Knowledge of patient end-of-life (EOL) wishes and discussions are vital for family caregivers, including children and youth who may be in caregiving roles ("young carers" or "caregiving youth"). However, little is known about caregiving youth awareness and perceptions of EOL issues. This study sought to explore caregiving youth knowledge of EOL wishes and their willingness for EOL discussions. Face-to-face interviews with 40 caregiving youth ages 10-20, who have a parent with Huntington's disease (HD), provided information about their knowledge of the presence of their ill parent's living will (LW) and durable power of attorney for health care (DPAHC), and willingness to talk with the parent about EOL choices and possibility of death...
October 2016: Journal of Social Work in End-of-life & Palliative Care
https://www.readbyqxmd.com/read/27938025/advancing-hospice-and-palliative-care-social-work-leadership-in-interprofessional-education-and-practice
#10
Susan Blacker, Barbara A Head, Barbara L Jones, Stacy S Remke, Katherine Supiano
The importance of interprofessional collaboration in achieving high quality outcomes, improving patient quality of life, and decreasing costs has been growing significantly in health care. Palliative care has been viewed as an exemplary model of interprofessional care delivery, yet best practices in both interprofessional education (IPE) and interprofessional practice (IPP) in the field are still developing. So, too, is the leadership of hospice and palliative care social workers within IPE and IPP. Generating evidence regarding best practices that can prepare social work professionals for collaborative practice is essential...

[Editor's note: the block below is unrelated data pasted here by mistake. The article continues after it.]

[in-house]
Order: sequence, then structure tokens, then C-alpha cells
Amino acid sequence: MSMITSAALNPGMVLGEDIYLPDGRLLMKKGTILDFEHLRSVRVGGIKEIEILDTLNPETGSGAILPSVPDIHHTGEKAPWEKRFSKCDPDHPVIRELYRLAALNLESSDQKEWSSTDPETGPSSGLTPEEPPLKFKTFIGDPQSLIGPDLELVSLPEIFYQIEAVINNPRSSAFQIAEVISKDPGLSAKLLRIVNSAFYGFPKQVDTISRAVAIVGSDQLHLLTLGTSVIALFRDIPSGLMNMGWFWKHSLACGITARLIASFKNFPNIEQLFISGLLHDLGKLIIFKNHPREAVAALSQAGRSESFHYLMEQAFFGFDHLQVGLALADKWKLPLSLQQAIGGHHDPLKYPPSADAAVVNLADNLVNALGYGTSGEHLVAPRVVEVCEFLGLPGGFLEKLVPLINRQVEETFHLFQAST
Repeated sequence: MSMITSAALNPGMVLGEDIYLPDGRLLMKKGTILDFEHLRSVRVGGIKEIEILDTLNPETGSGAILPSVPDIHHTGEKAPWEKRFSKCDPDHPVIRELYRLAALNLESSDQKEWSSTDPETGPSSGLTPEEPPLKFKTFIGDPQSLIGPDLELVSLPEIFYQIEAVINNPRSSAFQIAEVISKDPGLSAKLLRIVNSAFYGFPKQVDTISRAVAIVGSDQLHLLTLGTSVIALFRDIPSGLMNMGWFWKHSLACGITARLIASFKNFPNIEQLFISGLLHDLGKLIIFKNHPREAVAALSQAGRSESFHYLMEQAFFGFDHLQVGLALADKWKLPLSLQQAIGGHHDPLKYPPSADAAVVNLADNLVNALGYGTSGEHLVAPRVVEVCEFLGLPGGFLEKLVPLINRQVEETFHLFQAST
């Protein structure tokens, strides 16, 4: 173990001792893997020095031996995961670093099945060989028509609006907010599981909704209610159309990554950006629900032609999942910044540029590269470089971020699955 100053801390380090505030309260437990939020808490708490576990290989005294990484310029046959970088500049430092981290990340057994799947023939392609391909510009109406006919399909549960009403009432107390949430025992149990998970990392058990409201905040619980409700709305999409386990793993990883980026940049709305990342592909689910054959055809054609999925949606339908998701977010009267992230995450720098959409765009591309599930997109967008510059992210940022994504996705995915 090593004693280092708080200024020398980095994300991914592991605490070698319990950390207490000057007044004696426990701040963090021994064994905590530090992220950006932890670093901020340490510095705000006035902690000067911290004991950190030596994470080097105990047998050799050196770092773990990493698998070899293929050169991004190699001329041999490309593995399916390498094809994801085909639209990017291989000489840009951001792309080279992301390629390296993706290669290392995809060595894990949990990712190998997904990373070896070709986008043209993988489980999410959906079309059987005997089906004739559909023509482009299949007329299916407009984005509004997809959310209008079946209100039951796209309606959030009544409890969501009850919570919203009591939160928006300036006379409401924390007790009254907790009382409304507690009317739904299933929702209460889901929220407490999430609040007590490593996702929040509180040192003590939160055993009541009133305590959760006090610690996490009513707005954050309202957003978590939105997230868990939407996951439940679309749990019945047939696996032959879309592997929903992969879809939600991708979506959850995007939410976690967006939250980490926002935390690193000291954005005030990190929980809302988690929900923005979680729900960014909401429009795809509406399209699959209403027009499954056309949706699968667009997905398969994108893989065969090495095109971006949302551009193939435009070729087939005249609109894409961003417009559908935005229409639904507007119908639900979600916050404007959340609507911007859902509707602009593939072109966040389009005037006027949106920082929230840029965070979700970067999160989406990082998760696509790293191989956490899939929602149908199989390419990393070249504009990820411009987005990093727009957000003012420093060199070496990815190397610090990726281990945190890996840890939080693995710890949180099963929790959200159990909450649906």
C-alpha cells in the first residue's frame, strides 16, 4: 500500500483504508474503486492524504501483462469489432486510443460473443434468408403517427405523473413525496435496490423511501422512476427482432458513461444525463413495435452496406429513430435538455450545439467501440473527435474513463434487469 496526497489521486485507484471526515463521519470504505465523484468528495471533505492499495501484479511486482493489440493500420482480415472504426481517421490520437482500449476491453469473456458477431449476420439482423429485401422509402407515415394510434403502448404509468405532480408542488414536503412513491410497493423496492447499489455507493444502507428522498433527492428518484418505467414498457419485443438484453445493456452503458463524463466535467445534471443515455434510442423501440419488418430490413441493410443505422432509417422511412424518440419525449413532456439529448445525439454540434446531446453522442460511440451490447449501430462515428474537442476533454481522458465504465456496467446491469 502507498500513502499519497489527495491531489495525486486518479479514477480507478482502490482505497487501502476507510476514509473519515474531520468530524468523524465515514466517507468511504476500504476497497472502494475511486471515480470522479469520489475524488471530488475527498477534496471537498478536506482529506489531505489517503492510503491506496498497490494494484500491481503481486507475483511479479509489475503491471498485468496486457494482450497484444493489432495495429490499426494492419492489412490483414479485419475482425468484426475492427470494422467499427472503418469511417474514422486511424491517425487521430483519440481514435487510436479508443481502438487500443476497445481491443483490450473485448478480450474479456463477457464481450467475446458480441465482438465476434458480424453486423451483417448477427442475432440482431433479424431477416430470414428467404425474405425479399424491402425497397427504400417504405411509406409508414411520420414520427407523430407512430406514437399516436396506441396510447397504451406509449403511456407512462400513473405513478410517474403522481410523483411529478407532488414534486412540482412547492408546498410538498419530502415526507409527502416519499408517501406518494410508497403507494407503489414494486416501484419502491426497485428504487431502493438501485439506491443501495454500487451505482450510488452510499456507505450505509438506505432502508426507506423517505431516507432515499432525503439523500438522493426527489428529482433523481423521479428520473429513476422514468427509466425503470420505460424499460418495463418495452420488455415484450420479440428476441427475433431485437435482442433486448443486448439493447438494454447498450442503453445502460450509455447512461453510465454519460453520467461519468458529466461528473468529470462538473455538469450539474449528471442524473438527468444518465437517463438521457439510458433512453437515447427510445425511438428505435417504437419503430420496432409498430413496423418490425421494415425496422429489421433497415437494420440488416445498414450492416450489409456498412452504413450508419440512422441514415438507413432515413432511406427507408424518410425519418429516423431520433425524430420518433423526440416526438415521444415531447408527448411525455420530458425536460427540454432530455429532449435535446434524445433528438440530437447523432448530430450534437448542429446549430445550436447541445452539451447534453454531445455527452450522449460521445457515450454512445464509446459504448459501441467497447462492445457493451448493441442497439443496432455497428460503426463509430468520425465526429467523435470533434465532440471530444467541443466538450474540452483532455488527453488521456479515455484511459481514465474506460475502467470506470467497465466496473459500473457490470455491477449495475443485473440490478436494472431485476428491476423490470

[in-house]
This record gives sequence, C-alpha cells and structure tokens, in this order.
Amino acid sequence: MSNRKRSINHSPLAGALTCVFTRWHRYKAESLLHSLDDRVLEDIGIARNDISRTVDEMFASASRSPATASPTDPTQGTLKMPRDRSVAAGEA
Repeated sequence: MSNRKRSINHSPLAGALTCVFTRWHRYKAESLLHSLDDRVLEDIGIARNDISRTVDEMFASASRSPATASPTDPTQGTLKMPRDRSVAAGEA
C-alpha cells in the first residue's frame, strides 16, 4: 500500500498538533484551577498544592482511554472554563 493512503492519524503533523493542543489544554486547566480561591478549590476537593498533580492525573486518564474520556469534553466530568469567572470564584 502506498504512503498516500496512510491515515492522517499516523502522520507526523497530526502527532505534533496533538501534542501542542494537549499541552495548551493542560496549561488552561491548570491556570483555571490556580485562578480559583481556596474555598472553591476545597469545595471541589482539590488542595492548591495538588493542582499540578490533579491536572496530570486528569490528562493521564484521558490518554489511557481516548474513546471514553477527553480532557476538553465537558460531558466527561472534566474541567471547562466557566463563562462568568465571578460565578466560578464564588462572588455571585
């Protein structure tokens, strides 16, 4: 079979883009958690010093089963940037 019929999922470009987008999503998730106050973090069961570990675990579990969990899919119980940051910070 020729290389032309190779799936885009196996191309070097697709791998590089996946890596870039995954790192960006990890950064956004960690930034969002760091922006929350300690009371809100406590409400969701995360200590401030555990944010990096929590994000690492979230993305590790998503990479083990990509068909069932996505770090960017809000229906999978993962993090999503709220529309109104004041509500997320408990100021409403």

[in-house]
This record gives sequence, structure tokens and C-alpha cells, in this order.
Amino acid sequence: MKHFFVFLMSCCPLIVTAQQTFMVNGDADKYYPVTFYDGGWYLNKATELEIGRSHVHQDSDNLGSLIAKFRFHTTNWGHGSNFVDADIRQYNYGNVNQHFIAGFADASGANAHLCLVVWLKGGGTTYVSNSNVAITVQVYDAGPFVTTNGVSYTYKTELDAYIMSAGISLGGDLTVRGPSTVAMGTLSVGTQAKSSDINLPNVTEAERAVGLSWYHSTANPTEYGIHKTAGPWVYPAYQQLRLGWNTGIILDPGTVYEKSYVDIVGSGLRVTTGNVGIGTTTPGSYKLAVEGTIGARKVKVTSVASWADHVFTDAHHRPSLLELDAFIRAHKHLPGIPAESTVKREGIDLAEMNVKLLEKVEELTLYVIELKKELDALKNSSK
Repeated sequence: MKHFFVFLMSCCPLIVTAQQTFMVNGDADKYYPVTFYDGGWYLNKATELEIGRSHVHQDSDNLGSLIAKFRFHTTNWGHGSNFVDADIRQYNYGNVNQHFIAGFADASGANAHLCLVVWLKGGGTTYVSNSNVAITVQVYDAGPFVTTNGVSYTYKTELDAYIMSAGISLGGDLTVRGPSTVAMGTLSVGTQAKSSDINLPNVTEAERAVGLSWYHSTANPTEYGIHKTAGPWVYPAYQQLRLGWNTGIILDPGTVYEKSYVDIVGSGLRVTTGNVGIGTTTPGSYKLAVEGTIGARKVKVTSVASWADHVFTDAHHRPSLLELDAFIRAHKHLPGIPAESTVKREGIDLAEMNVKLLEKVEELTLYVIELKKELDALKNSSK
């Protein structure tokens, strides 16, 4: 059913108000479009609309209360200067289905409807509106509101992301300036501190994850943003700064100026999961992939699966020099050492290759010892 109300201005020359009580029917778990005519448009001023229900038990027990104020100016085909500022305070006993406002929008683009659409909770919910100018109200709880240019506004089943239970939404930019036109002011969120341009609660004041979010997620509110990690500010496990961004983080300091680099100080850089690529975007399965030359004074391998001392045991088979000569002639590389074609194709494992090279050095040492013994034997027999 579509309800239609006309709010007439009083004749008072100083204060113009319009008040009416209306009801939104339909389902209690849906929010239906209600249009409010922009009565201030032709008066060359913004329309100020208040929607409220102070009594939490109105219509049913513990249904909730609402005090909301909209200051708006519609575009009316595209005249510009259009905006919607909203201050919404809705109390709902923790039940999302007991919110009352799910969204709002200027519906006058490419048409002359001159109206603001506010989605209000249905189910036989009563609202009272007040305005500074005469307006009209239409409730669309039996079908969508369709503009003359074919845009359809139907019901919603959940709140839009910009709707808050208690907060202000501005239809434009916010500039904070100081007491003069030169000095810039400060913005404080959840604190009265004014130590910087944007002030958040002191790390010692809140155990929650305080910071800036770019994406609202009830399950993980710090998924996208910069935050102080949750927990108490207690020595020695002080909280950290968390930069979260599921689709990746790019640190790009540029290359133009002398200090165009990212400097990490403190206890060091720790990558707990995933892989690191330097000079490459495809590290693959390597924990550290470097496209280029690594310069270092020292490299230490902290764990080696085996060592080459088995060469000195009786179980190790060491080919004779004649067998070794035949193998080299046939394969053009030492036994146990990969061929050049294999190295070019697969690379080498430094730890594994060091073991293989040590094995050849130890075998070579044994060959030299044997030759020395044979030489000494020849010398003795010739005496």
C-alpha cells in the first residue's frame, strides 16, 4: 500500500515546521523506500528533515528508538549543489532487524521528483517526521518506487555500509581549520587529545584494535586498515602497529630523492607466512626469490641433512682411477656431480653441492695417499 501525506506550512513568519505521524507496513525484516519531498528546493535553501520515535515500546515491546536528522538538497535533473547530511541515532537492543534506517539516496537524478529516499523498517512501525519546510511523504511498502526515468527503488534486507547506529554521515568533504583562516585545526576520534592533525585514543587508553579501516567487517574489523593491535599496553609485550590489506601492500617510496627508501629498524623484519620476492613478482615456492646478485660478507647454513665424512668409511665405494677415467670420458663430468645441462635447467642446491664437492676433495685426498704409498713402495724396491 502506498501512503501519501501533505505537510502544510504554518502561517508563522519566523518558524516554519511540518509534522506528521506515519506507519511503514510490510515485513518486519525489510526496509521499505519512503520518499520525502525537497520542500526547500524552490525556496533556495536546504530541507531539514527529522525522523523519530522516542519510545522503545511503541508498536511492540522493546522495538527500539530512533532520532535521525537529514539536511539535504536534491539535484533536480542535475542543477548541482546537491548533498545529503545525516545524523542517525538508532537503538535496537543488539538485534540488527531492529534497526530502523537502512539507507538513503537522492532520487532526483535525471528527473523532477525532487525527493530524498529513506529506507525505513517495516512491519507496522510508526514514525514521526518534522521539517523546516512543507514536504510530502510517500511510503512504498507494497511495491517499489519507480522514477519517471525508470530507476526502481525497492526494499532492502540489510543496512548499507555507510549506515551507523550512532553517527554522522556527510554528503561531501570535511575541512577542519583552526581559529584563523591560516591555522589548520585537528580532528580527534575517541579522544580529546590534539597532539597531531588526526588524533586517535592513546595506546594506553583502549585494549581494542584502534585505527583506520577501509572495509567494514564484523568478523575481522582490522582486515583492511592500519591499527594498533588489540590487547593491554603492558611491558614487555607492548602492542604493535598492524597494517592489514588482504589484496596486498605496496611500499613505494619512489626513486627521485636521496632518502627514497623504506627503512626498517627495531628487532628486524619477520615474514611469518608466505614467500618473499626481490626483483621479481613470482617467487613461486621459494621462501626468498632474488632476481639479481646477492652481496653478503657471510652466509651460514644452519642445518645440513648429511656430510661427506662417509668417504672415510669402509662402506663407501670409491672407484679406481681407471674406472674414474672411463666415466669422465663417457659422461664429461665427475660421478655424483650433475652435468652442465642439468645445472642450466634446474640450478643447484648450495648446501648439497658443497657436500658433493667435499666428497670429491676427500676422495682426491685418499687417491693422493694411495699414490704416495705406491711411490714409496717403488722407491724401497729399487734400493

October 2016: Journal of Social Work in End-of-life & Palliative Care
https://www.readbyqxmd.com/read/27938024/conflicting-family-narrative-regarding-an-aids-related-death
#11
David Purnell
No abstract text is available yet for this article.
October 2016: Journal of Social Work in End-of-life & Palliative Care
https://www.readbyqxmd.com/read/27462957/exhaust-all-measures-ethical-issues-in-pediatric-end-of-life-care
#12
Kara J Thieleman, Cara Wallace, Andrea N Cimino, Heidi A Rueda
The death of a child may have a profound impact on parents, family members, and health care providers who provided care for the child. Unique challenges are faced by parents of seriously ill children as they must serve as the legal authority for health care decisions of children under age 18, although the child's wishes must also be considered. Social workers must balance core social work values, bioethical values, and psychosocial issues presented by such situations. While studies have been conducted with physicians and nurses regarding ethical issues in pediatric end-of-life care settings, little is known about how social workers experience these conflicts...
July 2016: Journal of Social Work in End-of-life & Palliative Care
https://www.readbyqxmd.com/read/27462956/emotional-support-for-health-care-professionals-a-therapeutic-role-for-the-hospital-ethics-committee
#13
David M Chooljian, James Hallenbeck, Stephen C Ezeji-Okoye, Robert Sebesta, Hasan Iqbal, Ware G Kuschner
Hospital ethics committees (HECs) are typically charged with addressing ethical disputes, conflicts, and dilemmas that arise in the course of patient care. HECs are not widely viewed as having a therapeutic role for health care professionals who experience psychological distress or anticipatory grief in the course of discharging professional duties. A case is presented in which an ethics consultation was requested, chiefly, to secure emotional support for health care professionals who had been asked by a patient to discontinue life-sustaining treatments...